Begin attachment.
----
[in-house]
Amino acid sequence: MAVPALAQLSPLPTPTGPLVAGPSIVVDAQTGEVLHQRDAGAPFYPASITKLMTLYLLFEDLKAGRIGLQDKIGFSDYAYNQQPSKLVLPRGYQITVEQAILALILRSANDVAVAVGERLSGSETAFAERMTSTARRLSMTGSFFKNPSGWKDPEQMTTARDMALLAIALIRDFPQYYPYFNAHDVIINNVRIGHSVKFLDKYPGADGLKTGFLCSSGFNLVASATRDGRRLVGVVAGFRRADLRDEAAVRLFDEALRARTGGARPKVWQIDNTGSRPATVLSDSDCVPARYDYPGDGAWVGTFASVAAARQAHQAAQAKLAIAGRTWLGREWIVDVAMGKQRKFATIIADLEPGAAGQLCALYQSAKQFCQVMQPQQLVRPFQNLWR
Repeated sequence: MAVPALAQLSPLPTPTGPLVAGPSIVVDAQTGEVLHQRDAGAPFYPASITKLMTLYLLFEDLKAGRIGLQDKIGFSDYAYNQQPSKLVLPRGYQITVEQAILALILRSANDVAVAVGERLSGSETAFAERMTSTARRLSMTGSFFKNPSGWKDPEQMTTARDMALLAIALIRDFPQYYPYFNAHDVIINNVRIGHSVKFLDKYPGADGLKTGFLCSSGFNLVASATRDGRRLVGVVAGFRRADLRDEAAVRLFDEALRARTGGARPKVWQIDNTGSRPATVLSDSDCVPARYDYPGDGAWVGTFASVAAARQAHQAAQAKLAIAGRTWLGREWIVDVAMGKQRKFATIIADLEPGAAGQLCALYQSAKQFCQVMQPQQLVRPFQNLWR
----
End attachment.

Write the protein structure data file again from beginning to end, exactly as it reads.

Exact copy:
[in-house]
Amino acid sequence: MAVPALAQLSPLPTPTGPLVAGPSIVVDAQTGEVLHQRDAGAPFYPASITKLMTLYLLFEDLKAGRIGLQDKIGFSDYAYNQQPSKLVLPRGYQITVEQAILALILRSANDVAVAVGERLSGSETAFAERMTSTARRLSMTGSFFKNPSGWKDPEQMTTARDMALLAIALIRDFPQYYPYFNAHDVIINNVRIGHSVKFLDKYPGADGLKTGFLCSSGFNLVASATRDGRRLVGVVAGFRRADLRDEAAVRLFDEALRARTGGARPKVWQIDNTGSRPATVLSDSDCVPARYDYPGDGAWVGTFASVAAARQAHQAAQAKLAIAGRTWLGREWIVDVAMGKQRKFATIIADLEPGAAGQLCALYQSAKQFCQVMQPQQLVRPFQNLWR
Repeated sequence: MAVPALAQLSPLPTPTGPLVAGPSIVVDAQTGEVLHQRDAGAPFYPASITKLMTLYLLFEDLKAGRIGLQDKIGFSDYAYNQQPSKLVLPRGYQITVEQAILALILRSANDVAVAVGERLSGSETAFAERMTSTARRLSMTGSFFKNPSGWKDPEQMTTARDMALLAIALIRDFPQYYPYFNAHDVIINNVRIGHSVKFLDKYPGADGLKTGFLCSSGFNLVASATRDGRRLVGVVAGFRRADLRDEAAVRLFDEALRARTGGARPKVWQIDNTGSRPATVLSDSDCVPARYDYPGDGAWVGTFASVAAARQAHQAAQAKLAIAGRTWLGREWIVDVAMGKQRKFATIIADLEPGAAGQLCALYQSAKQFCQVMQPQQLVRPFQNLWR